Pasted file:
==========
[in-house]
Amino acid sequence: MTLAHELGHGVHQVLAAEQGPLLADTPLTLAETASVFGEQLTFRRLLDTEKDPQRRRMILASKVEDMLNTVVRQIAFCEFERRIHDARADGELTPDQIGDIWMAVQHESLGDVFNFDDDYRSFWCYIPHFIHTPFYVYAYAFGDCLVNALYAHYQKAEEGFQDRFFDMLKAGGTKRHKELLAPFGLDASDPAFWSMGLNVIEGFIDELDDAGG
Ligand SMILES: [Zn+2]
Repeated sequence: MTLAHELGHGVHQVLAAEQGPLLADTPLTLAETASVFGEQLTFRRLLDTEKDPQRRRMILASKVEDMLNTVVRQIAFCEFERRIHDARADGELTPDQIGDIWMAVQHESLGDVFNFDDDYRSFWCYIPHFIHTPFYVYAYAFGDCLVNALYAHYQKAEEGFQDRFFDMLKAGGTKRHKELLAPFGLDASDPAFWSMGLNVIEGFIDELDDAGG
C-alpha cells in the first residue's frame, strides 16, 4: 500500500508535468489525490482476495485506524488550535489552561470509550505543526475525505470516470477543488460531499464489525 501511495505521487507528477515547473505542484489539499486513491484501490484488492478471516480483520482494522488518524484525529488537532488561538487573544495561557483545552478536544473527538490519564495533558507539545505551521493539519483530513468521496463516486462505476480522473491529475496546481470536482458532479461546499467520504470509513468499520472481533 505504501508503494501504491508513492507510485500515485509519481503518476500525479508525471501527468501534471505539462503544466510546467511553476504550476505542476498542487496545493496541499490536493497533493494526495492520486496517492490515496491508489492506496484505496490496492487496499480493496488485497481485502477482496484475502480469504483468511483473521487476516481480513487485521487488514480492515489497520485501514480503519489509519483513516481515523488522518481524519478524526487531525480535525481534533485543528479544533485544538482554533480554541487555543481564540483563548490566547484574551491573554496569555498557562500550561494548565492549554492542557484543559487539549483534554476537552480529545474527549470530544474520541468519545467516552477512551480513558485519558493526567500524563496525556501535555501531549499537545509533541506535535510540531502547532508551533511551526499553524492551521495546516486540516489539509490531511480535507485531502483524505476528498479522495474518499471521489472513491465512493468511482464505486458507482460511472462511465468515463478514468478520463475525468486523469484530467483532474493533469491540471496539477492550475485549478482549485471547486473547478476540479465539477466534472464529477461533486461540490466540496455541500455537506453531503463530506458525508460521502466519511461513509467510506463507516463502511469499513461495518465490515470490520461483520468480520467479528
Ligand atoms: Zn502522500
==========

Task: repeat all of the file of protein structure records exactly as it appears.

[in-house]
Amino acid sequence: MTLAHELGHGVHQVLAAEQGPLLADTPLTLAETASVFGEQLTFRRLLDTEKDPQRRRMILASKVEDMLNTVVRQIAFCEFERRIHDARADGELTPDQIGDIWMAVQHESLGDVFNFDDDYRSFWCYIPHFIHTPFYVYAYAFGDCLVNALYAHYQKAEEGFQDRFFDMLKAGGTKRHKELLAPFGLDASDPAFWSMGLNVIEGFIDELDDAGG
Ligand SMILES: [Zn+2]
Repeated sequence: MTLAHELGHGVHQVLAAEQGPLLADTPLTLAETASVFGEQLTFRRLLDTEKDPQRRRMILASKVEDMLNTVVRQIAFCEFERRIHDARADGELTPDQIGDIWMAVQHESLGDVFNFDDDYRSFWCYIPHFIHTPFYVYAYAFGDCLVNALYAHYQKAEEGFQDRFFDMLKAGGTKRHKELLAPFGLDASDPAFWSMGLNVIEGFIDELDDAGG
C-alpha cells in the first residue's frame, strides 16, 4: 500500500508535468489525490482476495485506524488550535489552561470509550505543526475525505470516470477543488460531499464489525 501511495505521487507528477515547473505542484489539499486513491484501490484488492478471516480483520482494522488518524484525529488537532488561538487573544495561557483545552478536544473527538490519564495533558507539545505551521493539519483530513468521496463516486462505476480522473491529475496546481470536482458532479461546499467520504470509513468499520472481533 505504501508503494501504491508513492507510485500515485509519481503518476500525479508525471501527468501534471505539462503544466510546467511553476504550476505542476498542487496545493496541499490536493497533493494526495492520486496517492490515496491508489492506496484505496490496492487496499480493496488485497481485502477482496484475502480469504483468511483473521487476516481480513487485521487488514480492515489497520485501514480503519489509519483513516481515523488522518481524519478524526487531525480535525481534533485543528479544533485544538482554533480554541487555543481564540483563548490566547484574551491573554496569555498557562500550561494548565492549554492542557484543559487539549483534554476537552480529545474527549470530544474520541468519545467516552477512551480513558485519558493526567500524563496525556501535555501531549499537545509533541506535535510540531502547532508551533511551526499553524492551521495546516486540516489539509490531511480535507485531502483524505476528498479522495474518499471521489472513491465512493468511482464505486458507482460511472462511465468515463478514468478520463475525468486523469484530467483532474493533469491540471496539477492550475485549478482549485471547486473547478476540479465539477466534472464529477461533486461540490466540496455541500455537506453531503463530506458525508460521502466519511461513509467510506463507516463502511469499513461495518465490515470490520461483520468480520467479528
Ligand atoms: Zn502522500